PERFORMANCE

NOVEMBRE

 

FLUIDE GLACIAL (June 1990) :
“As you have no doubt noticed, contemporary dance is not a topic that we go on about much in this column.
“But sure, these somersaults by Decouflé, choreographer of Codex and director of a couple of wacky videos (for New Order and the Fine Young Cannibals) resembles more like a carnival attraction, a cartoon, or pure Dadaist cabaret than some stuffy Béjart-style ballet. In short, it's modern dance for people who don't like modern dance. So last March, at the Grevin Museum Theater, a few of us were able to see Decouflé's new show, called November, just to make sure we weren't in the wrong season. In fact, it was a kind a rough draft for a big show he is presenting in and which is meant to be called Triton.
Anyway, it starts with the priceless Christophe Salengro, disguised as a court jester and wrapped in locks and chains, powdered snout and scarlet ears, filling in for Mr. Loyal, and starts off on a long-winded rigmarole about  the origins of jerk dance.
After a intermission featuring a silent film from the “belle époque” (La Vache qui rumine by Georges Rey 1910), we're off again: unlikely Popeye and Olive Oil couples dressed part neo-antique Toltec costume, part Flash Gordon, entangle themselves in a rubberized java dance, a woman with an Assyrian-Babylonian beard dislocates her loins, a rocket-girl blasts off towards the mesmerized audience. Christophe Salengro returns to do a little demonstration of traditional French square dancing, while projections of psychedelic confetti and rays of wavy zebra stripes stroboscope across the body of a white-clad female dancer who wriggles across a stage enveloped in darkness. All this is interspersed with interludes from avant-garde cinema from generations past (the short films Jeux des reflets et de la vitesse [Reflection and Speed Effects – pretty much what it says on the tin] by Henri Chaumette, 1924, and Free Radicals – scratched straight onto film stock by Len Lye, 1958)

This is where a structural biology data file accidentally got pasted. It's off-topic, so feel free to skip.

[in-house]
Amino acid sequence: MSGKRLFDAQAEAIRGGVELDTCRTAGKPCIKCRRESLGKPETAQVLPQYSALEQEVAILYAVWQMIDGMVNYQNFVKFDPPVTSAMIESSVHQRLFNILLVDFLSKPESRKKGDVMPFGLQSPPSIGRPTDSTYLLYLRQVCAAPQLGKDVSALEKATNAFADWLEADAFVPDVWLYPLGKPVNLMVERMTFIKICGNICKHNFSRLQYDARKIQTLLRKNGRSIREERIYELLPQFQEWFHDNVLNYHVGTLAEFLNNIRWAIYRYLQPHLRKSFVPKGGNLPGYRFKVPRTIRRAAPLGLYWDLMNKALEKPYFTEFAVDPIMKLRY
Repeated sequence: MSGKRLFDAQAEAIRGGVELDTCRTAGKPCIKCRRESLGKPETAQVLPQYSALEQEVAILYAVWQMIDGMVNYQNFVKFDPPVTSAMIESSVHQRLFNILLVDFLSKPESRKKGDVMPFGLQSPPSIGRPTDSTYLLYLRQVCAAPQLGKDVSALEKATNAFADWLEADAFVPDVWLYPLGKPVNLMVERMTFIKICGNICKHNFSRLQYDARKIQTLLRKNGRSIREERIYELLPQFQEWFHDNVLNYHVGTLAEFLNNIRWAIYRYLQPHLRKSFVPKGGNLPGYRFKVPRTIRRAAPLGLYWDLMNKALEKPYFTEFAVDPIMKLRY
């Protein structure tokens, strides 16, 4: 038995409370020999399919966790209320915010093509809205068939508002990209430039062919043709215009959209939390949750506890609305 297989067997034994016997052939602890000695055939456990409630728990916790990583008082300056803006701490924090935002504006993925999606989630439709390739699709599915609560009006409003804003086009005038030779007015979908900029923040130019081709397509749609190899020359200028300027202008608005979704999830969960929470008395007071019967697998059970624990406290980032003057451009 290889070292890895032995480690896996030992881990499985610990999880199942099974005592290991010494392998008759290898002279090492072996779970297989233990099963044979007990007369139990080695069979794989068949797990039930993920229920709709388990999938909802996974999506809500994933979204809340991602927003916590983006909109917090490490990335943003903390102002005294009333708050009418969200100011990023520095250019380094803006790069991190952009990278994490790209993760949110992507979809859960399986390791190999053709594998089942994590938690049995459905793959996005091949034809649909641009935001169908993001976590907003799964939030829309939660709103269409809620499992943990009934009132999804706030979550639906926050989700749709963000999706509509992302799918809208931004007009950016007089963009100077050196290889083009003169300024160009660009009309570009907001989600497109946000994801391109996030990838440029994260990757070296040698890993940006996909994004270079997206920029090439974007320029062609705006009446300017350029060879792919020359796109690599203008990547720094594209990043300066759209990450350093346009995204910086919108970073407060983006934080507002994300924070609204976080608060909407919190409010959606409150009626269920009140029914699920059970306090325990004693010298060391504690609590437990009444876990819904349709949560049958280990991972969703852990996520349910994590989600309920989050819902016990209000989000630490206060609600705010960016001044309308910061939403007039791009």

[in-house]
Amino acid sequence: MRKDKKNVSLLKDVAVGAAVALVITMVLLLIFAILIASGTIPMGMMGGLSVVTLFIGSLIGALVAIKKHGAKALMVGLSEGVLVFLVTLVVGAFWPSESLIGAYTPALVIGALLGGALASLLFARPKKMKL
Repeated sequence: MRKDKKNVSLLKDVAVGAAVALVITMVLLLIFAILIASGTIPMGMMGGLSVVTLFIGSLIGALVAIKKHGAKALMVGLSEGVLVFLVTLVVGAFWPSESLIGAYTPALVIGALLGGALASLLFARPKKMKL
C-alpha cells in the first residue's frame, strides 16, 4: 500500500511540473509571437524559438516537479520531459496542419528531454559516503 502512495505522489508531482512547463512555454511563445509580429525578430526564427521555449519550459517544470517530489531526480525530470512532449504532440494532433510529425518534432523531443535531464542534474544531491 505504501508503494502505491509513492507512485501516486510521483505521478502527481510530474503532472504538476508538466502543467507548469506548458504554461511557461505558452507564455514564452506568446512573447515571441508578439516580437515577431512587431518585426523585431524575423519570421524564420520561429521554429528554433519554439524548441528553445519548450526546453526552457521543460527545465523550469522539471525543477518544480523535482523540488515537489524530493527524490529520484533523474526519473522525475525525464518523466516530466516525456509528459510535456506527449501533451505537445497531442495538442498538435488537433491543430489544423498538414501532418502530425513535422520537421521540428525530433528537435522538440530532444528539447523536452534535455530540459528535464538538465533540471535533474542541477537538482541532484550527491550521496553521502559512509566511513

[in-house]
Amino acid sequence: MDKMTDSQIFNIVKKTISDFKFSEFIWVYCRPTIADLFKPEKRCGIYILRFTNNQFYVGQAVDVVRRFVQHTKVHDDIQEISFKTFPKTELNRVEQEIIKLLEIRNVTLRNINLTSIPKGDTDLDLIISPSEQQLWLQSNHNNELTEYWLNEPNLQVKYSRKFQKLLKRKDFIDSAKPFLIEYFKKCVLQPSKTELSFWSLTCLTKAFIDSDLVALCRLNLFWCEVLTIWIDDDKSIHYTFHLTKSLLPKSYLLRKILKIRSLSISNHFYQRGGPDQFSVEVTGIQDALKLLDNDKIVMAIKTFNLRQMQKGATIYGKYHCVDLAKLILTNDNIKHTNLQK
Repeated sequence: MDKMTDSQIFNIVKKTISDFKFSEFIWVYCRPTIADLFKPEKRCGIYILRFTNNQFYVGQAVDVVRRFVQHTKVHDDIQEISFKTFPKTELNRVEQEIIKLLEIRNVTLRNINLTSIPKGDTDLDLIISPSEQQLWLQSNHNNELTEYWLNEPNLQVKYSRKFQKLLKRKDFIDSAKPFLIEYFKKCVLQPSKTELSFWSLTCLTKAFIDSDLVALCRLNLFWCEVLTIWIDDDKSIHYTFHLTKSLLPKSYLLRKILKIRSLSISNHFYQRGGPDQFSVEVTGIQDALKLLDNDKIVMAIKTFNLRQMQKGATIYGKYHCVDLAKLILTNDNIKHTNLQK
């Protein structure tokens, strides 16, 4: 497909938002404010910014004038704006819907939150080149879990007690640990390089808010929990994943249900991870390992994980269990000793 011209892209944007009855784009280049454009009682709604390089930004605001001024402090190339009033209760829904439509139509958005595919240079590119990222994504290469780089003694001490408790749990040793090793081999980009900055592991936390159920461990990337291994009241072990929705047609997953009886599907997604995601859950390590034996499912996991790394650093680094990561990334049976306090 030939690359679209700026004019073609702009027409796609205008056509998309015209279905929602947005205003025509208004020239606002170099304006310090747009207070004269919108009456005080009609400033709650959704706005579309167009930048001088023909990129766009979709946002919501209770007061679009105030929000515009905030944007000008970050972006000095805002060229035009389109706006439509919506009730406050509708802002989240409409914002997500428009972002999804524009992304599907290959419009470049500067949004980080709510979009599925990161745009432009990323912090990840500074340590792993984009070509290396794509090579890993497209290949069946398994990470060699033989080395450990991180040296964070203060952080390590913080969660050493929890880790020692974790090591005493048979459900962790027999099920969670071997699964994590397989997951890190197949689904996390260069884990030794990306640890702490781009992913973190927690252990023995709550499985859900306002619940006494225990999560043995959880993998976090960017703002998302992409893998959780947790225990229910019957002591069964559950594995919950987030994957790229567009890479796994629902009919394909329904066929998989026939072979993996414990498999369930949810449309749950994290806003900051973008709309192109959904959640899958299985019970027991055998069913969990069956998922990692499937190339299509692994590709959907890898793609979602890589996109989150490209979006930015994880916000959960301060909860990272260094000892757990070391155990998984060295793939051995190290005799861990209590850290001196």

“Set to the electronic orchestrations of bourrée and gavotte dances by the industrial group of Spot and Caro, called Parazite Système Sonore, the whole spectacle can be consumed with the same sense of jubilation as a good old episode of Bozo the clown...”

 

CHOREOGRAPHER: PHILIPPE DECOUFLÉ
ASSISTANT: PASCALE HENROT
PERFORMERS: MARION BALLESTER - MURIEL CORBEL - VÉRONIQUE DEFRANOUX - MICHÈLE PRÉLONGE - HERMAN DIEPHUIS - ERIC MARTIN - CHRISTOPHE SALENGRO
TECHNICIANS :
STAGE MANAGER : SERGE LONGUET
SET : PIERRE-JEAN VERBRAEKEN
LIGHT : SERGE MAURIN
SOUND : SPOT
COSTUME : PHILIPPE GUILLOTEL
FILMAKER : DOMINIQUE WILLOUGHBY
PHOTOGRAPHER : ANTOINE LE GRAND
PRODUCTION DIFFUSION : CATHERINE GIRARD
ORIGINAL MUSIC : PARAZITE SYSTEME SONORE ET MUSIQUE FOLKLORIQUE SERBO-CROATE